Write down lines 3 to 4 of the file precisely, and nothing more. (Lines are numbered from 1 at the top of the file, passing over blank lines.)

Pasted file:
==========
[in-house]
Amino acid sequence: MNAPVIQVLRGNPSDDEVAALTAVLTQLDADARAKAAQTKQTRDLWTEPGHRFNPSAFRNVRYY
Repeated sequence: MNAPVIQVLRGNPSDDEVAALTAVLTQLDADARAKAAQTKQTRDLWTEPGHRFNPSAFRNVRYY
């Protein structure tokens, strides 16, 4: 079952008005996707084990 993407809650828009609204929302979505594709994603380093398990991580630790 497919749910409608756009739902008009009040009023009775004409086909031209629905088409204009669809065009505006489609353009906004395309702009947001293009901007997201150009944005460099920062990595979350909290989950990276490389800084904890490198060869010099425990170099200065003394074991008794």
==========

Repeated sequence: MNAPVIQVLRGNPSDDEVAALTAVLTQLDADARAKAAQTKQTRDLWTEPGHRFNPSAFRNVRYY
């Protein structure tokens, strides 16, 4: 079952008005996707084990 993407809650828009609204929302979505594709994603380093398990991580630790 497919749910409608756009739902008009009040009023009775004409086909031209629905088409204009669809065009505006489609353009906004395309702009947001293009901007997201150009944005460099920062990595979350909290989950990276490389800084904890490198060869010099425990170099200065003394074991008794």